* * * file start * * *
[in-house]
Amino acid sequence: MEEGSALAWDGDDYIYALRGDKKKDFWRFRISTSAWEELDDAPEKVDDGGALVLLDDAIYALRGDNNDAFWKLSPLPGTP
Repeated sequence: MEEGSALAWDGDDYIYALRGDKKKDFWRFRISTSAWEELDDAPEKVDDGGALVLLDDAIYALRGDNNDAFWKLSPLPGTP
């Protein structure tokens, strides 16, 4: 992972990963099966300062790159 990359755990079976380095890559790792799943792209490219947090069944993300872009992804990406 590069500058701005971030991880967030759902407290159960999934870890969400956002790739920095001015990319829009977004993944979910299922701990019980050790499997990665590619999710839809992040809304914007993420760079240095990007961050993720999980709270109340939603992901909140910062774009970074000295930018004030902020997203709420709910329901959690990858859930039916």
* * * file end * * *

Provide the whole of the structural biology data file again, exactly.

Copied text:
[in-house]
Amino acid sequence: MEEGSALAWDGDDYIYALRGDKKKDFWRFRISTSAWEELDDAPEKVDDGGALVLLDDAIYALRGDNNDAFWKLSPLPGTP
Repeated sequence: MEEGSALAWDGDDYIYALRGDKKKDFWRFRISTSAWEELDDAPEKVDDGGALVLLDDAIYALRGDNNDAFWKLSPLPGTP
């Protein structure tokens, strides 16, 4: 992972990963099966300062790159 990359755990079976380095890559790792799943792209490219947090069944993300872009992804990406 590069500058701005971030991880967030759902407290159960999934870890969400956002790739920095001015990319829009977004993944979910299922701990019980050790499997990665590619999710839809992040809304914007993420760079240095990007961050993720999980709270109340939603992901909140910062774009970074000295930018004030902020997203709420709910329901959690990858859930039916």